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I've noticed that loads of people here are into Dave Ramsey and credit him for getting their finances in order. I've had a quick look at his site and it looks good but I'm interested in knowing about other get out of debt / budgeting gurus, methods, schemes.<br>
Any suggestions? What/who do you use and why do you like it?<br>
Alternatively - is there a reason why you like DR so much? What's so good about him?<br><br>
TIA
 

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My guru is Velochic. You can get the information about her "scheme" here on MDC. For free! <img alt="" class="inlineimg" src="http://www.mothering.com/discussions/images/smilies/lol.gif" style="border:0px solid;" title="lol">
 

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I can't say one specific guru because I tend to be a buffet kind of idea-taker, but I would say the definite inspiration for my frugality is Joe Dominguez and Vicki Robin (wrote "Your Money or Your Life" book).
 

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<div>Originally Posted by <strong>Herausgeber</strong> <a href="/community/forum/post/7977720"><img alt="View Post" class="inlineimg" src="/community/img/forum/go_quote.gif" style="border:0px solid;"></a></div>
<div style="font-style:italic;">My guru is Velochic. You can get the information about her "scheme" here on MDC. For free! <img alt="" class="inlineimg" src="http://www.mothering.com/discussions/images/smilies/lol.gif" style="border:0px solid;" title="lol"></div>
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You crack me up! <img alt="" class="inlineimg" src="http://www.mothering.com/discussions/images/smilies/lol.gif" style="border:0px solid;" title="lol"> I could just as easily say you're my guru, too. <img alt="" class="inlineimg" src="http://www.mothering.com/discussions/images/smilies/winky.gif" style="border:0px solid;" title="Wink"> You really know your stuff. Hey, everyone... listen to this gal. She knows where it's at.<br><br>
I just basically pass along the information that I gather from several sources, so my guru is really *information*. Most of what I read these days is about mutual fund investing and increasing net worth. Mostly that's index funds and long-term, level-headed retirement investing. I read the newspaper. I hang out on the Vanguards Diehard forum on Morningstar dot com. There are a couple of the authors of "The Boglehead's Guide to Investing" that are there that I deeply respect and keep my eye on. I almost always take their advice. They've been investing 20 or 30 years longer than I have. Taylor Larimore is one to listen to. I have read a lot of investing books by these authors that recommend index fund investing. My guru is anyone who does sensible things with their money and who tries to learn from other people's mistakes instead of making them on their own. <img alt="" class="inlineimg" src="http://www.mothering.com/discussions/images/smilies/shrug.gif" style="border:0px solid;" title="shrug"><br><br>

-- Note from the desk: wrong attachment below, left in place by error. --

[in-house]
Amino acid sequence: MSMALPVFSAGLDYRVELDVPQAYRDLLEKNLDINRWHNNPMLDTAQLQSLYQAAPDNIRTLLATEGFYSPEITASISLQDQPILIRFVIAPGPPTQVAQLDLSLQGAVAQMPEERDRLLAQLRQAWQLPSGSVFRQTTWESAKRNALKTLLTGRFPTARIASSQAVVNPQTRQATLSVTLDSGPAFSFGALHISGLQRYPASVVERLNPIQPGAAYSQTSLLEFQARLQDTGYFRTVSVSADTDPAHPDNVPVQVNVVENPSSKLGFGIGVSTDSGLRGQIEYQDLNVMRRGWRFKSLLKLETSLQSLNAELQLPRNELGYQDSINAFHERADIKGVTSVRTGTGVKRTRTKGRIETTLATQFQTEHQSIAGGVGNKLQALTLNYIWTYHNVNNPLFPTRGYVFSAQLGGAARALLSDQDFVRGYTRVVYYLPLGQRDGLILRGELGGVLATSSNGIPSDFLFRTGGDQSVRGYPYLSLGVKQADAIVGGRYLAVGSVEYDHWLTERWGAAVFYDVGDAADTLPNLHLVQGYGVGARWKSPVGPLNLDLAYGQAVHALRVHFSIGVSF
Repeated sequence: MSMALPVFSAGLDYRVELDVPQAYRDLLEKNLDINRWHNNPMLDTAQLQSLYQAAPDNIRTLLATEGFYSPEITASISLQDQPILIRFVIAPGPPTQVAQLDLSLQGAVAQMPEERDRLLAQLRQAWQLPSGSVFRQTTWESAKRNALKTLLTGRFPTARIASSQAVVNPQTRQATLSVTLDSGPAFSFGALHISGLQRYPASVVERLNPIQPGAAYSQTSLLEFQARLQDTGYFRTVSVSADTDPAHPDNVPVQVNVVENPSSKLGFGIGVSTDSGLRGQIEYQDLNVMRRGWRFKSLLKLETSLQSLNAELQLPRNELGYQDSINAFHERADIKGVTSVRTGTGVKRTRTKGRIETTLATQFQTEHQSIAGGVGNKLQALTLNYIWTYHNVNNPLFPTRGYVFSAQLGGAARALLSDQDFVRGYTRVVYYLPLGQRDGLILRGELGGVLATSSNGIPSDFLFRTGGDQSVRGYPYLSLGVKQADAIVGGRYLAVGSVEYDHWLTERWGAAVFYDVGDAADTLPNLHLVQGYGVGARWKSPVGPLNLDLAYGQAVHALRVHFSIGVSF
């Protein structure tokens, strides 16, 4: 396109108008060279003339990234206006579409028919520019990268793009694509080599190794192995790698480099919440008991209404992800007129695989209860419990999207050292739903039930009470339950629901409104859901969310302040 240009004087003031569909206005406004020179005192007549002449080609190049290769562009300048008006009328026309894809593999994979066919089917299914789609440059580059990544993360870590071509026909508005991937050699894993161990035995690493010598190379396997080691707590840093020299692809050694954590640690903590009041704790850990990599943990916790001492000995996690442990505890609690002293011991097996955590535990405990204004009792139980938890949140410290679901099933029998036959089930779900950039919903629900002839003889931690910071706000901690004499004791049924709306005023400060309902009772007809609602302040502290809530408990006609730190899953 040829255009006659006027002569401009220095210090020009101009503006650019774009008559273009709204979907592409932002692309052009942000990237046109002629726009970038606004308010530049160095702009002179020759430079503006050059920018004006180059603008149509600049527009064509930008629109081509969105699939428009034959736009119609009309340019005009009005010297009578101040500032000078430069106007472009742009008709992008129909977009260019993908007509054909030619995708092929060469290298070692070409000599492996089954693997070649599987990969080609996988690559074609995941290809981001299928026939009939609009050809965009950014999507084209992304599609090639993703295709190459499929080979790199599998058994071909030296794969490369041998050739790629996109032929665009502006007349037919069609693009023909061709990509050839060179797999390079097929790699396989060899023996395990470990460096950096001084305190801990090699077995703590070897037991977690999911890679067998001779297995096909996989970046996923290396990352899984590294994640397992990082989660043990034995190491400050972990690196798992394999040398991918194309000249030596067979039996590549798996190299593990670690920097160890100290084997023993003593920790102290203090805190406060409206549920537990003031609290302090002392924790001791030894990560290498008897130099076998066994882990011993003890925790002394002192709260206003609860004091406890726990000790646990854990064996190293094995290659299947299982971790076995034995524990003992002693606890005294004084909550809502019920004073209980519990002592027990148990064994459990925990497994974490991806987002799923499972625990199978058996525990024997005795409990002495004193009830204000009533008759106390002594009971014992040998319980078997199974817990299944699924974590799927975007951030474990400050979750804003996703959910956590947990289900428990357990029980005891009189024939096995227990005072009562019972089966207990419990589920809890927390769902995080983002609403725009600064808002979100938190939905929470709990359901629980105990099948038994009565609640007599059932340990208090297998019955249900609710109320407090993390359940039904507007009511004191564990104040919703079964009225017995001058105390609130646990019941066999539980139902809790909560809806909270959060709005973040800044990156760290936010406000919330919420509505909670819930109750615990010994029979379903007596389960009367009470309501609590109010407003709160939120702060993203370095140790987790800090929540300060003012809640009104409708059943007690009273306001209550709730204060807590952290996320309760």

You know, people like Suze Orman really crack me up because she's just a sassy brat that keeps her head about money. There's really not that much to it other than being informed and using common sense. And also these people like Dave Ramsey and Suze Orman have an ARMY of advisors telling them what to do for every step. They are just the face for the ideas of many people. I really respect the people who are behind these financial media icons. Those are the ones giving the good advice.
 

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I liked Dave Ramsey. The snowball works. But you don't have to buy the book to figure it out.<br>
I guess I liked the book best becaues it motivated & encouraged DH.
 

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<div>Originally Posted by <strong>velochic</strong> <a href="/community/forum/post/7979054"><img alt="View Post" class="inlineimg" src="/community/img/forum/go_quote.gif" style="border:0px solid;"></a></div>
<div style="font-style:italic;">You crack me up! <img alt="" class="inlineimg" src="http://www.mothering.com/discussions/images/smilies/lol.gif" style="border:0px solid;" title="lol"> I could just as easily say you're my guru, too. <img alt="" class="inlineimg" src="http://www.mothering.com/discussions/images/smilies/winky.gif" style="border:0px solid;" title="Wink"> You really know your stuff. Hey, everyone... listen to this gal. She knows where it's at.<br><br>
I just basically pass along the information that I gather from several sources, so my guru is really *information*. Most of what I read these days is about mutual fund investing and increasing net worth. Mostly that's index funds and long-term, level-headed retirement investing. I read the newspaper. I hang out on the Vanguards Diehard forum on Morningstar dot com. There are a couple of the authors of "The Boglehead's Guide to Investing" that are there that I deeply respect and keep my eye on. I have read a lot of investing books by these authors that recommend index fund investing. My guru is anyone who does sensible things with their money and who tries to learn from other people's mistakes instead of making them on their own. <img alt="" class="inlineimg" src="http://www.mothering.com/discussions/images/smilies/shrug.gif" style="border:0px solid;" title="shrug"><br><br>
You know, people like Suze Orman really crack me up because she's just a sassy brat that keeps her head about money. There's really not that much to it. And also these people like Dave Ramsey and Suze Orman have an ARMY of advisors telling them what to do for every step. They are just the face for the ideas of many people.</div>
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<img alt="" class="inlineimg" src="/img/vbsmilies/smilies/yeahthat.gif" style="border:0px solid;" title="yeah that">:<br><br>